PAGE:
Shane and his household drank the wine - and just escaped death. But Shane knew now forever with whom he had to deal. It was the second attempt that English statesmen had secretly made to assassinate him.
Shane flung off his allegiance. After that draught of wine he thought his sword was his best security. He won a victory notable of its name. They were three hundred English soldiers, not in buff but in scarlet coats. So that battle was called the battle of the red coats. But hard were the strokes of his enemies - ‘Queens’ O’Donnels, ‘Queens’ O’Neills, Elizabeths forces - and the Proud was left the choice of submission or an appeal to the Scots mercenaries. He choose the latter, freed Sorley Boy McDonnel, and went to a banquet they gave. To that banquet also went a man whom the Lord Deputy had maintained privately in Tyrone when he and Shane were in friendship and peace. The spy waited till the wine had made men drunk and think of their wrongs. Then O’Neill was slain. The spy hastened to Dublin Castle and received from Sir Henry Sidney a thousand marks from the public treasury.
So Shanes head went upon the north-west gate of Dublin.
The conquest of Ireland had been going on four centuries. The rock against which every attempt to complete it had broken was the immemorial laws of Ireland, the Brehon Laws. These bound Irishmen within the four seas to one social and legal rule. All attempts to plant the feudal system in Ireland by England went down before them.
The strongest Norman house in Irish history was the Geraldines. They must be suppressed. The Ormonds were castle men, guardians of English authority. The Black Earl of Ormond seized Gerald, Earl of Desmond, and sent him to London, and Elizabeth sent him to the tower. A little later his brother was seized and sent there too. Their cousin, James Fitzmaurice, drew his sword to protest against the seizures. They won victories; they routed a queens army. Then Elizabeth made peace with Fitzmaurice. And she then directed a plot for the treacherous murder of himself, his brothers and cousins - which by discovering in time, he escaped. After a time the new Earl had to flee to Spain for safety and succour. He visited Rome, too, got Italian mercenaries, fourscore Spaniards, a promise of more and returned to Ireland, where he vanished out of life in a skirmish. Spain remembered her promise. Eight hundred Spaniards landed on the coast of Kerry. Gray sent in his soldiers and massacred seven hundred men. The massacre was directed by Sir Walter Raleigh and an officer named Wingfield.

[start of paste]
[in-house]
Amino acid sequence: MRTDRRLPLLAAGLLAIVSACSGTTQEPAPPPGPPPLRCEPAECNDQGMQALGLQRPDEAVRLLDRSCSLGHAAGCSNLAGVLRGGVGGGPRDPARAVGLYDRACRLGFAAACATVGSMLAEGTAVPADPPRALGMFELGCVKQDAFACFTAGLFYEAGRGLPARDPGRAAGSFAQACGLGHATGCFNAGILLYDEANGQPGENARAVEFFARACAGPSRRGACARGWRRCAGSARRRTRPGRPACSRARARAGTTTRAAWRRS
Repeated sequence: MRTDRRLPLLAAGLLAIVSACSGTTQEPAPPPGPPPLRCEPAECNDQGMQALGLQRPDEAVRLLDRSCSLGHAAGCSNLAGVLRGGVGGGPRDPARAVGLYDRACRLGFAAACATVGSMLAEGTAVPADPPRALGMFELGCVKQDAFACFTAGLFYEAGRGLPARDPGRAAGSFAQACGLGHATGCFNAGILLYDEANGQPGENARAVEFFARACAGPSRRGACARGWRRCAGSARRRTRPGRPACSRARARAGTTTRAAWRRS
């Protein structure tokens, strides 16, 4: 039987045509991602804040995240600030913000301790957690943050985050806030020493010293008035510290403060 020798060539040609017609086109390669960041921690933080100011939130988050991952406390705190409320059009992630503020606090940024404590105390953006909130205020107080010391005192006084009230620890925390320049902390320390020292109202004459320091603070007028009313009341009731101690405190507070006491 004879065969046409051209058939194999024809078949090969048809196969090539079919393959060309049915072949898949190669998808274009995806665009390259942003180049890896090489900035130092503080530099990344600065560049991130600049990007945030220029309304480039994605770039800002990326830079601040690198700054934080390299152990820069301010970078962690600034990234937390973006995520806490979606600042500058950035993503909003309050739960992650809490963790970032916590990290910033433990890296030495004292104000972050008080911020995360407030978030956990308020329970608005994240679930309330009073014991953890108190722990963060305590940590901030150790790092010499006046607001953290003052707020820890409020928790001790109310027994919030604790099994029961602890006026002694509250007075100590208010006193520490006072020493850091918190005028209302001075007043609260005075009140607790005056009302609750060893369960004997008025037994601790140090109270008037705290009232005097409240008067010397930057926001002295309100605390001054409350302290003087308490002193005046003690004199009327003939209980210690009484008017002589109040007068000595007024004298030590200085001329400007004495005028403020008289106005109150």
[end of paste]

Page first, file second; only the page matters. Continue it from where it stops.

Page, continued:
The Earl and his kinsmen, fighting now for their religion and their homes, joined hands with the MacCarthys, the O’Sullivans and other Munster chiefs. Carew, a Devonshire knight, claimed Desmond territory, and brought an army to seize it and ‘pacify’ the province. The Desmond war lasted three more years, altogether five. The Earl, finally defeated, was at last captured and beheaded.
English Law had made a breach in Connacht. The head of the Burkes, Clanrickard, a ‘queens’ man, was seized and sent to Dublin. Then all the Burkes loosened their swords in their scabbards and sprang into rebellion. The rebellion grew and strengthened, before the ‘strong measures’ of the Lord President. Soon, the disarmed Catholics were taken and hanged. Surrendered garrisons were put to the sword; a search for rebels in West Connacht saw women, and boys and old men, and all who came in Binghams way, slain.
Into Leinster, too, English Law had driven a wedge. Mary of Englands Deputies had seized Offaly and Leix, the territories of the O’Connors and the O’Moores. They had planted English settlers there; abolished the ancient territorial names and in Irish blood rechristened them "Kings and Queens counties". The dispossessed chiefs and their clansmen bided their time. A noble boy grew up among them, and in manhood became an avenging sword. This was Ruari Og O’Moore. After six years of successful guerilla warfare he fell when reconnoitring a force brought against him. His soldiers avenged his death and put the army to flight. His name remained an inspiration to oppressed Irish, down to the present day. ‘God, and Our Lady, and Rory O’Moore!’.
In the North the smouldering fire had flamed forth again. The predestined boy had come whose advent a Tir-Conaill seer had long ago foretold. Young Hugh O’Donnell, Aod Ruad, the golden-haired, minatory, deadly foe to England. The fame and renown of him had reached the ears of Lord Deputy Perrot, illegitimate son of Henry VIII. The dreaded lad was being fostered by MacSwiney, Lord of Fanat on the Northern sea’s verge. When the boy was fourteen a merchant ship sailed into Loch Swilly, and anchored under the stone castle of MacSwiney. The captain invited MacSwiney and his family aboard the ship where they were tricked and captured. All but Red Hugh were released. Red Hugh was carried away to Dublin and placed in the Birmingham tower of the castle. In Fanat, throughout all Tir-Conaill and indeed through Eirinn there was weeping, wrath, shame and anger. After three years the boy made a wonderful and daring escape on a December night - but alas ! was retaken. After another year, this time spent in irons, in company with Henry and Art, the sons of Shane O’Neill, both in irons also, he made another daring attempt - and this time succeeded in freeing all three. Red Hugh’s escape sent a thrill through Ireland. Messengers rode north and south and east and west with the joyous word. On a May day the lad was made The O’Donnell. Sir Hugh his father, gladly gave place to a son so fit to rule. Thus Red Hugh’s star rose and shone high in the north over Ireland; and still shines in the dark sky of her history.